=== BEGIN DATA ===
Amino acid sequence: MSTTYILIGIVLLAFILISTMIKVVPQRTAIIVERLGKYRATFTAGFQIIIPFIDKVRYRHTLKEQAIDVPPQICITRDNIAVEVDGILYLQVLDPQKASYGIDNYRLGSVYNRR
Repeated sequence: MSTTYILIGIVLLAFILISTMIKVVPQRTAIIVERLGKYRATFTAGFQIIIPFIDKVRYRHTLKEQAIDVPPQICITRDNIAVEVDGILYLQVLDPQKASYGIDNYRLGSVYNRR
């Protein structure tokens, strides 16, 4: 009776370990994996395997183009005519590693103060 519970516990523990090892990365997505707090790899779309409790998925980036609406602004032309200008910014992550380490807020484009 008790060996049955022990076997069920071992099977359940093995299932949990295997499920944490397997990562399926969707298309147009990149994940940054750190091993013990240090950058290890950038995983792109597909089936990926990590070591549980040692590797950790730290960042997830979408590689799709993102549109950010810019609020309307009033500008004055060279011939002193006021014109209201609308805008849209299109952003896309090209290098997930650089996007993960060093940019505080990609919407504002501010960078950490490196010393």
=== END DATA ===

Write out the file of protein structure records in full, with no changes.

Amino acid sequence: MSTTYILIGIVLLAFILISTMIKVVPQRTAIIVERLGKYRATFTAGFQIIIPFIDKVRYRHTLKEQAIDVPPQICITRDNIAVEVDGILYLQVLDPQKASYGIDNYRLGSVYNRR
Repeated sequence: MSTTYILIGIVLLAFILISTMIKVVPQRTAIIVERLGKYRATFTAGFQIIIPFIDKVRYRHTLKEQAIDVPPQICITRDNIAVEVDGILYLQVLDPQKASYGIDNYRLGSVYNRR
């Protein structure tokens, strides 16, 4: 009776370990994996395997183009005519590693103060 519970516990523990090892990365997505707090790899779309409790998925980036609406602004032309200008910014992550380490807020484009 008790060996049955022990076997069920071992099977359940093995299932949990295997499920944490397997990562399926969707298309147009990149994940940054750190091993013990240090950058290890950038995983792109597909089936990926990590070591549980040692590797950790730290960042997830979408590689799709993102549109950010810019609020309307009033500008004055060279011939002193006021014109209201609308805008849209299109952003896309090209290098997930650089996007993960060093940019505080990609919407504002501010960078950490490196010393």